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John F. Kennedy: Remarks of Senator John F. Kennedy, Picnic, Muskegon, MI
John
John F. Kennedy
Remarks of Senator John F. Kennedy, Picnic, Muskegon, MI
September 5, 1960
1960 Presidential Election Campaign
1960 Campaign:<br>Senator Kennedy<br>Aug. 1 - Nov. 7
1960 Campaign:
Senator Kennedy
Aug. 1 - Nov. 7
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Senator KENNEDY. Governor Williams, Lieutenant Governor Swainson, and the next Governor, Senator McNamara, and the next Senator, Senator Hart, Don Jennings, who is going to be a great Congressman from this district, ladies and gentlemen, I want to express my appreciation to the Governor. Every time he introduces me as the potentially greatest President in the history of the United States, I always think perhaps he in overstating it in one or two degrees. George Washington wasn't a bad President, and I do want to say a word for Thomas Jefferson. But otherwise I will accept the compliment. [Laughter and applause.] In any case, I am grateful for his support now - Hoover was a great President, too [laughter] and Dewey was a great candidate [laughter].

I want to express my appreciation to the Governor for his present support and his support before the Convention. I spent the day in the State of Michigan, following Walter Reuther around, and I want to say that what I think has been particularly impressive has been the quality of the party leadership here in the State of Michigan, and the wholehearted support and confidence and support that the people of this State have given the Democratic leadership. I appreciate what the Governor said about the St. Lawrence Seaway. I know that in the State of Massachusetts at that time it is not very popular, but it is a source of satisfaction to me that when I ran for office for reelection to the Senate 2 years ago, I secured in the State of Massachusetts the highest vote that was ever given, and I say that because the people of Massachusetts recognized in the long run that a rising tide lifts all the boats, and what is good for one part of the United States is good for all parts of the United States. [Applause.]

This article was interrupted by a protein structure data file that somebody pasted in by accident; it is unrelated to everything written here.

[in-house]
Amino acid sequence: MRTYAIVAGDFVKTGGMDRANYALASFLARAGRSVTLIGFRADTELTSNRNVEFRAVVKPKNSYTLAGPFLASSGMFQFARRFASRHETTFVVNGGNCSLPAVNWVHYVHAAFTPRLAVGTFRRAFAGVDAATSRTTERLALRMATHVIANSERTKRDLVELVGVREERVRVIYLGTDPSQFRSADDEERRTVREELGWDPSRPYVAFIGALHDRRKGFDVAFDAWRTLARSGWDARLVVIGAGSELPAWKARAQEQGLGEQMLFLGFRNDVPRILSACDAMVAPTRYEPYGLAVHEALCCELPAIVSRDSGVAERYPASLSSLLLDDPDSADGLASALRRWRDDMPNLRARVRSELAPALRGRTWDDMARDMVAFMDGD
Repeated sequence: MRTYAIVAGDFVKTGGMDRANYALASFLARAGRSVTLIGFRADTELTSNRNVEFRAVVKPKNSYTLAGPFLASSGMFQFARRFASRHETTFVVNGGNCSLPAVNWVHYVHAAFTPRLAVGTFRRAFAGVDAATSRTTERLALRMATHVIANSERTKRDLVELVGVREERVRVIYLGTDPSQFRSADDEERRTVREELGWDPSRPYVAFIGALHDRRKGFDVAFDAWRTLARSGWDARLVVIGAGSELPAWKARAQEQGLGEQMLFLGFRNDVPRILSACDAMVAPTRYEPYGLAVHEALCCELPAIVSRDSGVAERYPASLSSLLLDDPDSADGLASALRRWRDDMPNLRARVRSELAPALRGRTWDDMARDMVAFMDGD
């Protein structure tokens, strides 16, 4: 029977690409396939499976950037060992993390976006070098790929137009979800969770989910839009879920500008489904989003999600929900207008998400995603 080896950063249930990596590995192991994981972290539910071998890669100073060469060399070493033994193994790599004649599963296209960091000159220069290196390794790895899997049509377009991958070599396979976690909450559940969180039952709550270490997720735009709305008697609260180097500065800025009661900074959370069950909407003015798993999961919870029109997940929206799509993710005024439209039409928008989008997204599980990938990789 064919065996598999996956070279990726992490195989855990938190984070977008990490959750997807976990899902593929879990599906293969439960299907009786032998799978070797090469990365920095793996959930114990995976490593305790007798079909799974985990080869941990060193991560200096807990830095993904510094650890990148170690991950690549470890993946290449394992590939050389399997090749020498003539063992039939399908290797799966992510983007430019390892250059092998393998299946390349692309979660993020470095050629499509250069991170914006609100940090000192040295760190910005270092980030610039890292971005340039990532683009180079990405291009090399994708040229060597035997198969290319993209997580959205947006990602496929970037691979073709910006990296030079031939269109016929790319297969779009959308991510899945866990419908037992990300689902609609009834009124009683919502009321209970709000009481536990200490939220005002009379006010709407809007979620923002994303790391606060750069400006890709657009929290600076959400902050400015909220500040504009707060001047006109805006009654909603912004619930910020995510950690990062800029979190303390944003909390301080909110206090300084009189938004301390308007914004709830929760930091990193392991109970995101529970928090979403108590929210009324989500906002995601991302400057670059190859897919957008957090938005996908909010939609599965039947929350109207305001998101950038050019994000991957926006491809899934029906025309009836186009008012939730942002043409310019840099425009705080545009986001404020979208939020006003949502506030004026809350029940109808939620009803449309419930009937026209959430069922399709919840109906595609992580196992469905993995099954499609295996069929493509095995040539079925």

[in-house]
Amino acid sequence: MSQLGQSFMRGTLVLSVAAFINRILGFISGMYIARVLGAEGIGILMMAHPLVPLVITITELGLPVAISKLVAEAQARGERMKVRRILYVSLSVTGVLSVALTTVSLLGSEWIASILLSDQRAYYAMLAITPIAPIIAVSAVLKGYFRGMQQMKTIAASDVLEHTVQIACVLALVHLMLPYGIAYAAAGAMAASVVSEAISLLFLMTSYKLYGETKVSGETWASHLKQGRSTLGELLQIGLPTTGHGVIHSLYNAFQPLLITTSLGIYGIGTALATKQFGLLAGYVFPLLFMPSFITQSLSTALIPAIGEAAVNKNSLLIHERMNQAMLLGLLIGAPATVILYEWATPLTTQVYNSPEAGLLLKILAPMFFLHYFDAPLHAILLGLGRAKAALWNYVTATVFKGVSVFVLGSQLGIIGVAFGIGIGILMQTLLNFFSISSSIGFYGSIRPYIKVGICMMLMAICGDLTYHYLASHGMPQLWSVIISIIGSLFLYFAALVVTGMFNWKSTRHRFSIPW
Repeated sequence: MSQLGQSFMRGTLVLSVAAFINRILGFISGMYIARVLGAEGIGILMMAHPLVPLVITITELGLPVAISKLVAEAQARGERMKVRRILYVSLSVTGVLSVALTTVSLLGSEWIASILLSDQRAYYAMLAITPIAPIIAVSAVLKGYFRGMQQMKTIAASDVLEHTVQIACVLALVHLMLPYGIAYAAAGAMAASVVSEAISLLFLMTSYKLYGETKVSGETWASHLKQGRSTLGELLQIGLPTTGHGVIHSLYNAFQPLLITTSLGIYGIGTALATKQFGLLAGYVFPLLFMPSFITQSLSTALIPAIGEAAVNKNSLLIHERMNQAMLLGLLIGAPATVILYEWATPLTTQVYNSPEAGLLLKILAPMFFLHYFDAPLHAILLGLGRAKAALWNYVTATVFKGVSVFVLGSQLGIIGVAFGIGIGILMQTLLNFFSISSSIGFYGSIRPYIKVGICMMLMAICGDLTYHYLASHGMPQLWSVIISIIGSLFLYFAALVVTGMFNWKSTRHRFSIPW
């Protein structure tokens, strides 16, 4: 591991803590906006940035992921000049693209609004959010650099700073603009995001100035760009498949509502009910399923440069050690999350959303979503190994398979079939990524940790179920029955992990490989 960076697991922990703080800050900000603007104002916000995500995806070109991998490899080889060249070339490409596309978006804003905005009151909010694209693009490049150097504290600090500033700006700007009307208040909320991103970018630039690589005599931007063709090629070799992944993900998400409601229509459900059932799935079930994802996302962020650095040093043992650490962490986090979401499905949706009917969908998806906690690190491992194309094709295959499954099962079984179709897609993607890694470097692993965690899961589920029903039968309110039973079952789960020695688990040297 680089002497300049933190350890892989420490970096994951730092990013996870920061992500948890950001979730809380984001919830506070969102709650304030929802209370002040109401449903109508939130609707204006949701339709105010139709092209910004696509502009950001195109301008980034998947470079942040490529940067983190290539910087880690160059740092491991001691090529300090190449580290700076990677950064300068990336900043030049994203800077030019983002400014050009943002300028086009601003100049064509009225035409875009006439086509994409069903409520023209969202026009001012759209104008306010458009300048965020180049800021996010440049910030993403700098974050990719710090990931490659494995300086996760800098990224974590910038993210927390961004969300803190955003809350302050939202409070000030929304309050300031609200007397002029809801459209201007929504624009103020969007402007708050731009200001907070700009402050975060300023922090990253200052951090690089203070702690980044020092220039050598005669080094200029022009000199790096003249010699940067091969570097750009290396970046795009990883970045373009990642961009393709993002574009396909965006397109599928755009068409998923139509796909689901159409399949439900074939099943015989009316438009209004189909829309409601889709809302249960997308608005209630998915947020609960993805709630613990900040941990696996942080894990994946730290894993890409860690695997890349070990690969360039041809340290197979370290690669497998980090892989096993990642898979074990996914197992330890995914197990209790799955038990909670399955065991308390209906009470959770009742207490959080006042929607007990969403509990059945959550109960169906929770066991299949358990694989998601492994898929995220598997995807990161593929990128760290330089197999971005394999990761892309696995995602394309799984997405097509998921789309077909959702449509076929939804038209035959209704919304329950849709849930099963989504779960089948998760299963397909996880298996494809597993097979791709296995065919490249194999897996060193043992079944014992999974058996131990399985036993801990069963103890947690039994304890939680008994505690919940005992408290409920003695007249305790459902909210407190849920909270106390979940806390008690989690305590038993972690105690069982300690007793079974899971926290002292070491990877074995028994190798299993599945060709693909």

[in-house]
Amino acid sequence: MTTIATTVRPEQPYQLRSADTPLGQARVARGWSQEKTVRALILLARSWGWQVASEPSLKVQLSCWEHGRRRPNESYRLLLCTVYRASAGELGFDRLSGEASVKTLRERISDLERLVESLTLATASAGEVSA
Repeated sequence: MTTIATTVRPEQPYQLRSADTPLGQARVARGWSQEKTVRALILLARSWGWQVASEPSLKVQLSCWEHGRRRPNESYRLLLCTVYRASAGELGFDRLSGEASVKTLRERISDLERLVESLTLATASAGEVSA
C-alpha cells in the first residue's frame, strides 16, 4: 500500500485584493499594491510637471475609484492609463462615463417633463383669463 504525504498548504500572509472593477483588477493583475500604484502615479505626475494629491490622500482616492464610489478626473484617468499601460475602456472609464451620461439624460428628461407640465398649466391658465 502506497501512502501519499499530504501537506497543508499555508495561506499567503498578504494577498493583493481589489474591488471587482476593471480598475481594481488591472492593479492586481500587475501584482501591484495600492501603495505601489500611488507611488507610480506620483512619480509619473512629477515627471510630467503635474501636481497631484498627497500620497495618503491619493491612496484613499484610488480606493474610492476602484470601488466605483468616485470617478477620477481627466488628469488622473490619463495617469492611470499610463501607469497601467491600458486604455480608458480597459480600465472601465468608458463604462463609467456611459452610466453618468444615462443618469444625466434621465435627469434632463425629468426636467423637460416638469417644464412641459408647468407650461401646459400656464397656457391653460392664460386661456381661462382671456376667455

I do not consider a politician's chief duty to consider how he can gain popularity at the moment. His chief duty, his chief obligation, in fact, his only reason for service, is to tell the truth to the American people, not to serve to please them, but to serve them. That is the responsibility in the difficult years of the 1960's. [Applause.]

My criticism of this administration basically, my criticism of the Republican Party is that in the most dangerous years that this country has ever faced, they still use a slogan, "You've never had it so good." I don't go around the country criticizing present leadership because I enjoy it. I admire the President of the United States as a man, but I do not believe that we can continue the same kind of leadership in the future. [Applause.] A Gallup poll taken in 10 countries a few months ago asked the people of those countries who they thought would be first in 1970, militarily and scientifically, the Russians or the United States. Now, if you had asked them 10 years ago everyone of them would have said the United States. But in 1970, a majority of the people of those countries thought that the Russians would be first, both militarily and scientifically. That is what hurts the United States. If they think we are on the decline and the Russians are on the rise, if they think that our brightest day is somewhere in the past and now the future belongs to the Soviets, then all those people who want to go with the winner turn against us and move in the direction of Moscow and Peking. I want it said in 1970 that we are first, scientifically and militarily, educationally, economically. We should be first because we represent the greatest system of government ever devised. But this system, if it is going to work, requires that all of us dedicate ourselves again. I don't run for office telling you what I am going to do for you. I run for office asking you to join with me in rebuilding the prestige of the United States, in demonstrating that we are the greatest country on earth. This country is ready to move. [Applause.] This country is ready to move and we are ready to move with it. Thank you. [Applause.]



Citation: John F. Kennedy: "Remarks of Senator John F. Kennedy, Picnic, Muskegon, MI," September 5, 1960. Online by Gerhard Peters and John T. Woolley, The American Presidency Project. http://www.presidency.ucsb.edu/ws/?pid=60414.
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